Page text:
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Non-iodinated Radiopaque Microbeads, Capable of Binding to Radioisotopes for Trans-arterial Embolization and Trans-arterial Radioembolization

Publication Type : Patents

Thematic Areas : Nanosciences and Molecular Medicine

Publisher : Number PCT No 201641017865 (Filed) .

Source : Number PCT No 201641017865 (Filed) (2016)

Keywords : Doxorubicin; hepatocellular carcinoma; iodine-131; transarterial radioembolization; tumor retention.

Campus : Kochi

School : Center for Nanosciences

Center : Nanosciences

Department : Nanosciences and Molecular Medicine

Year : 2016

Abstract : Transarterial radioembolization (TARE) is considered the standard treatment for intermediate-stage hepatocellular carcinoma (HCC). Iodine-131 (131I)-labeled lipiodol TARE is an effective treatment for HCC but has been withdrawn due to its poor retention in tumor lesions and significant distribution in normal tissues with severe side effects. In this work, a highly tumor-specific 131I-TARE agent with long-time retention is developed by simply introducing tyrosine to poly(vinyl alcohol) (PVA) drug-eluting microbeads (Tyr-PVA-DEBs). The labeling efficiency of 131I-labeled microbeads remains above 85% in 50% serum for 31 days. Micro-single-photon emission computed tomography/computed tomography (μSPECT/CT) evidences that the 131I-labeled microbeads accumulate in the orthotopic N1S1 hepatoma of rats for 31 days following intra-arterial injection. The cumulative radiation dose per cubic centimeter of the tumor is at least 13 678-fold higher than that of normal tissues. The highly tumor-selective radiation of the 131I-labeled microbeads allows localized delivery of 345.04 ± 139.16 Gy to the tumor following a single injection dose as low as 0.2 mCi of 131I. Moreover, the 131I-labeled microbeads are loaded with doxorubicin hydrochloride (DOX) through the carboxy groups on tyrosine of the polymer. The 131I-DOX-loaded microbeads present a synergetic antitumor effect without recurrence in comparison with the microbeads labeled with 131I or loading DOX alone, attributed to the sensitization of DOX to 131I-induced ionizing radiation damage to DNA under the embolization-induced hypoxia. Our results demonstrate a high tumor retention of 131I-labeled embolic agent for low-dose transarterial radio-chemoembolization (TARCE) with a synergetic therapeutic effect on treating HCC, showing potential for clinical application.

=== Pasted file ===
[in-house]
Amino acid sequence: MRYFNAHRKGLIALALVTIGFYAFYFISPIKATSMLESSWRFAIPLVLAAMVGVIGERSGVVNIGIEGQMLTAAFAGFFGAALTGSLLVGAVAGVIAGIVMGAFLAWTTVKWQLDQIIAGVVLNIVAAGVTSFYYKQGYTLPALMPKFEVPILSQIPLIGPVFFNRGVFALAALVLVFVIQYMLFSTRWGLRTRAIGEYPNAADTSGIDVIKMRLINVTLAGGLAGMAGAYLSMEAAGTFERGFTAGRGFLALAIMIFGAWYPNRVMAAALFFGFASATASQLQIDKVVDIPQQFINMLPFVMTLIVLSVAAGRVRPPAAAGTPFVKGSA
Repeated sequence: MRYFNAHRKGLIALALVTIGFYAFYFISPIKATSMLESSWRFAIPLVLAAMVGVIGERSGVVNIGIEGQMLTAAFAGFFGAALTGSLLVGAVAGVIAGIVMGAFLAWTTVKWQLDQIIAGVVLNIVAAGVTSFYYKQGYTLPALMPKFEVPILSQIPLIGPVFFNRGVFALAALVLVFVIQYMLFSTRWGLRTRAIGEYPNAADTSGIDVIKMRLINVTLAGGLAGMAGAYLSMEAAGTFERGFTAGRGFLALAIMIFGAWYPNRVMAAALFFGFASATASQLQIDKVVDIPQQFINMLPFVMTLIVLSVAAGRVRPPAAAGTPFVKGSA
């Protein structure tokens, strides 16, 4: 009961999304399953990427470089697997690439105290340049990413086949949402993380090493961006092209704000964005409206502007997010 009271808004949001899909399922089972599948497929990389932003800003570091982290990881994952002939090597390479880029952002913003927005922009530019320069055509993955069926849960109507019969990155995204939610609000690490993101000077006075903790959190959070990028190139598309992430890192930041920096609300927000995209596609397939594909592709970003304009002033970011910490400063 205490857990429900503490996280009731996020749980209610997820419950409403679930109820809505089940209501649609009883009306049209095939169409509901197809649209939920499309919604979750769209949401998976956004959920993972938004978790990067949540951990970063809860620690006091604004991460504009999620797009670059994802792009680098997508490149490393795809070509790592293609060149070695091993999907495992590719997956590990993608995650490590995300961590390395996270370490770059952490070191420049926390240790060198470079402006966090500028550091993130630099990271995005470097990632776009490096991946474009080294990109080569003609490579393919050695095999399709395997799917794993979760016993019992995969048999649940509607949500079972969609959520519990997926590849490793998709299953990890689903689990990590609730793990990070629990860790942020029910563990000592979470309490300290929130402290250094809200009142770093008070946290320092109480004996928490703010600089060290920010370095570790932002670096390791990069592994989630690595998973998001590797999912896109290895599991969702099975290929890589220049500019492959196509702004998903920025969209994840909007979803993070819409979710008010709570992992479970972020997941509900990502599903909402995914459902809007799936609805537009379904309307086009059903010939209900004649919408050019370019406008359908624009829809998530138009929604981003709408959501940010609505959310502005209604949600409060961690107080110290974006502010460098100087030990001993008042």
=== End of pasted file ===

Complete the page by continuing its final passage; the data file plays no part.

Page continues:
Cite this Research Publication : Dr. Manzoor K., Harish, V., Anusha Ashokan, and Nair, S., “Non-iodinated Radiopaque Microbeads, Capable of Binding to Radioisotopes for Trans-arterial Embolization and Trans-arterial Radioembolization”, U.S. Patent PCT No 201641017865 (Filed)2016.

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